Friday, Jul 20, 2018 | Last Update : 02:12 PM IST
The SC had in Nov 11, 2016 suspended all licences which permitted wholesale and retail sale of firecrackers within the territory of NCR.
New Delhi: The Supreme Court on Friday reserved its verdict on a plea seeking restoration of its last year's order banning the sale of firecrackers in Delhi-National Capital Region.
The Central Pollution Control Board (CPCB) supported the plea before a bench headed by Justice A K Sikri and said the November 11, 2016, order should be restored and the use of firecrackers banned in Delhi-NCR.
The apex court had through this order suspended all licences which permitted wholesale and retail sale of firecrackers within the territory of NCR.
On September 12 this year, the top court had temporarily lifted the earlier order.
During the hearing, advocate Gopal Shankarnarayanan, appearing for petitioner Arjun Gopal, told the bench that the ban on use of firecrackers should be restored as the NCR had witnessed huge rise in air pollution during and after Diwali last year.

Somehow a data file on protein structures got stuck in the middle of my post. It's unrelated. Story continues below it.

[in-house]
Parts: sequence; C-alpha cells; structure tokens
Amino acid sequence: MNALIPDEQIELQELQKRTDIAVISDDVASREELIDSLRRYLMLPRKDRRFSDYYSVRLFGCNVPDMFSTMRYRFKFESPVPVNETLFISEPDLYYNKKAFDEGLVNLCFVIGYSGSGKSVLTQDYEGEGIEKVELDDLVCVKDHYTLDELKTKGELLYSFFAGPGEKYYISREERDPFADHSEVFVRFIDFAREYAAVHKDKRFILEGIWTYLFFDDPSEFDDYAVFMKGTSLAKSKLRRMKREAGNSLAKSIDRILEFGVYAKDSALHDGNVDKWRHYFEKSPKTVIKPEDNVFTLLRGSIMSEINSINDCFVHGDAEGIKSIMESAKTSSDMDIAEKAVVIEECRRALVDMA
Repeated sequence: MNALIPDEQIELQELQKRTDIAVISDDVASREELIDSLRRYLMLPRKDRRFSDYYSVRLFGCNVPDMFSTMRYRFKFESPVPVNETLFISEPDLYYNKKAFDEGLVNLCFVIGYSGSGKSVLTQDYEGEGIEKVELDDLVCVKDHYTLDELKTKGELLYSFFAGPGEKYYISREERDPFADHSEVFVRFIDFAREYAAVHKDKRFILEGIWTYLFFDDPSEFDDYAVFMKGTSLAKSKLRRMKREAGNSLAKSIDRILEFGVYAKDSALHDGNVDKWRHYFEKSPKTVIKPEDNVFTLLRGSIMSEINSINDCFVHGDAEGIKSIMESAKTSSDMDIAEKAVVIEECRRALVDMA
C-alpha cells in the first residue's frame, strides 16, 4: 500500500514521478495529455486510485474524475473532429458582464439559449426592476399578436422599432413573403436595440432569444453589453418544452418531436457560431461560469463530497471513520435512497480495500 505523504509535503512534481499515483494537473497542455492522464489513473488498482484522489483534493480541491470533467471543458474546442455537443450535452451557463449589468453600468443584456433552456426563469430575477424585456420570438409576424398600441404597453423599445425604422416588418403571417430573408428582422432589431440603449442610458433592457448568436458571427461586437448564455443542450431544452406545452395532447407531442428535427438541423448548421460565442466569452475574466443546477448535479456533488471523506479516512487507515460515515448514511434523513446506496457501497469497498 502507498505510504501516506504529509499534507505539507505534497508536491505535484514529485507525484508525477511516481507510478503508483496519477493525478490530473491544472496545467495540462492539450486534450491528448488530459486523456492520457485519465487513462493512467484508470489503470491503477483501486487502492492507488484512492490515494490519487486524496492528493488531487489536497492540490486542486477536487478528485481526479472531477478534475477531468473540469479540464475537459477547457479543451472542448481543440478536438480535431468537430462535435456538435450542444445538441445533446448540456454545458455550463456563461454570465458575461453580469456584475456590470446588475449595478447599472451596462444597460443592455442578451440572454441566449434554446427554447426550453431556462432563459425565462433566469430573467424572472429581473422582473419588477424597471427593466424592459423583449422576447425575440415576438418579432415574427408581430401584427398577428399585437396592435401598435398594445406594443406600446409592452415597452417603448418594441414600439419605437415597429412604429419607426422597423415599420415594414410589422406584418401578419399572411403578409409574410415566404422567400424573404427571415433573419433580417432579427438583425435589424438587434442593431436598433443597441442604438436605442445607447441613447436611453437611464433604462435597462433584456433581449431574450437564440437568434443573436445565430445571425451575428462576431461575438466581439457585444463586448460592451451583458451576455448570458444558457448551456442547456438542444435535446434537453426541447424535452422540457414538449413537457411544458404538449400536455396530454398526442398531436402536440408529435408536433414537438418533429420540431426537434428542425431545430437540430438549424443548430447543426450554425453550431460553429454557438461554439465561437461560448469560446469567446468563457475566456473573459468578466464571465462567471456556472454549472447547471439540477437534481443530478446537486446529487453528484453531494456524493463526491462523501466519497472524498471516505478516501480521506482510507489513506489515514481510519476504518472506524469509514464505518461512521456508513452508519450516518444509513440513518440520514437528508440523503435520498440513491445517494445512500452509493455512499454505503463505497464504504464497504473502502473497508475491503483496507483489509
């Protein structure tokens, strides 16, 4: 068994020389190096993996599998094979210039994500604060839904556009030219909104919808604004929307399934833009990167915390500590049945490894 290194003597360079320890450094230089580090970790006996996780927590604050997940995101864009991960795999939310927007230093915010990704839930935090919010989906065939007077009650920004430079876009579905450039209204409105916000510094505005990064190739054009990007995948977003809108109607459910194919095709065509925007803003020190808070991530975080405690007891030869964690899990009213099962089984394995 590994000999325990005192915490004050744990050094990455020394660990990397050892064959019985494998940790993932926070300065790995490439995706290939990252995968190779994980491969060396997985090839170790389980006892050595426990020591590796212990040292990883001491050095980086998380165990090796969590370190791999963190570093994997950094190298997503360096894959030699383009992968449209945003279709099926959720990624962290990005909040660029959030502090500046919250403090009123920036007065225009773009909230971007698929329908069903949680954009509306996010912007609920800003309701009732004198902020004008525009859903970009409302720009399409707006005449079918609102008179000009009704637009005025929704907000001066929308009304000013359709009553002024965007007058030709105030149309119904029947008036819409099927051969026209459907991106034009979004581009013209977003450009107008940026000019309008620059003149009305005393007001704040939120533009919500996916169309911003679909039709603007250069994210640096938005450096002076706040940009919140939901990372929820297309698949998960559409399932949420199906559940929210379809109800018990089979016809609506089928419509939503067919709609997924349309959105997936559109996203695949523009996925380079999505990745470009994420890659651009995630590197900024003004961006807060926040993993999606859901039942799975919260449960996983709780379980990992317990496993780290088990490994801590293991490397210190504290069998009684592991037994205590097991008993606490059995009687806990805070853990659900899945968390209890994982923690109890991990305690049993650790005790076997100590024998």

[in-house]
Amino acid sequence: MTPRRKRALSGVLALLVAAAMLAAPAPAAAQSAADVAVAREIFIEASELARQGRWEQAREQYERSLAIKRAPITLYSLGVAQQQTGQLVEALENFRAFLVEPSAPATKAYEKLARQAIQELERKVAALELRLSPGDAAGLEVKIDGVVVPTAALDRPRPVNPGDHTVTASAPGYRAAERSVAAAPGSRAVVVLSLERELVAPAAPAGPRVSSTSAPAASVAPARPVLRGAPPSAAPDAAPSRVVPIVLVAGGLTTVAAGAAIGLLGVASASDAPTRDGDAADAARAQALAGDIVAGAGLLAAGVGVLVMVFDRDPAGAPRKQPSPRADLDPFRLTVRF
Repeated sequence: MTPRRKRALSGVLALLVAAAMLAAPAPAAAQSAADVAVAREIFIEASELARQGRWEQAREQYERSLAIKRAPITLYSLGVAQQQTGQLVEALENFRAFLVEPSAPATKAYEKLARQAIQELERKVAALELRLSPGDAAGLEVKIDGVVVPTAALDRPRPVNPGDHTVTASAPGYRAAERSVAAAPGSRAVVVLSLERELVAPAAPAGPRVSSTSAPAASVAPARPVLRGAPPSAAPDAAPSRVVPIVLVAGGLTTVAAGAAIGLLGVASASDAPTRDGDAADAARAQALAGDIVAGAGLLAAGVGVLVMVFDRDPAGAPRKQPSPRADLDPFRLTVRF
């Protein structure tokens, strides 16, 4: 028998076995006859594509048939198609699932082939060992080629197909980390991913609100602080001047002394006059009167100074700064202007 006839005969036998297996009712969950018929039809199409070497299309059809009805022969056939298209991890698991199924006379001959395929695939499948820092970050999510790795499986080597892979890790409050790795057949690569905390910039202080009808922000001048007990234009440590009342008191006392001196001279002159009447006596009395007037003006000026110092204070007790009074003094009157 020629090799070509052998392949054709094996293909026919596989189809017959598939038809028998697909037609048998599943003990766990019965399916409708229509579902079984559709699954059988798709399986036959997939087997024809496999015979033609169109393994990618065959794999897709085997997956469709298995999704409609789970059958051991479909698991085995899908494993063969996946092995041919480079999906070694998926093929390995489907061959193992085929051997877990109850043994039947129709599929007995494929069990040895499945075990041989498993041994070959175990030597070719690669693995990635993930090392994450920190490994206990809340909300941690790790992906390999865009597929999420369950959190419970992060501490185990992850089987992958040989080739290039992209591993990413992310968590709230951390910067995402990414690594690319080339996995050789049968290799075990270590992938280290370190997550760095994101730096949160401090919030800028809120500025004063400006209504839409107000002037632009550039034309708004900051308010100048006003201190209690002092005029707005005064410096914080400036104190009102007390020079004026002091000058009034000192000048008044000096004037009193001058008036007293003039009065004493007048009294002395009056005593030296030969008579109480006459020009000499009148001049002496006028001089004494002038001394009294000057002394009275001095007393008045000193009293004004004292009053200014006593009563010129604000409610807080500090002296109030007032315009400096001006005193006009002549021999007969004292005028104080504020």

He said the rise in air pollution during last Diwali was because of several reasons including the extensive use of firecrackers.
Advocate Vijay Panjwani, appearing for the CPCB, said they supported the petitioner's plea. "I am not opposing the petitioner," he said, adding "the November 11, 2016 order must be restored".
The counsel, appearing for the permanent licencees selling crackers, opposed the plea and said the September 12 order temporarily lifting the ban, was "well-reasoned" and
passed after hearing all the parties, including the CPCB.
The bench, while reserving the order, said it would try to deliver the verdict on Monday.
It had on Thursday observed that the matter had "progressed from time to time" after the order was passed in November last year.
The apex court had last month temporarily lifted its earlier order suspending licences for sale of fire crackers, saying a complete ban would be an "extreme step" and a graded
approach was needed to curb pollution caused by them.
The court, however, had said its order lifting the ban on sale of fire crackers might require a "review" after Diwali depending on the ambient air quality after the festival.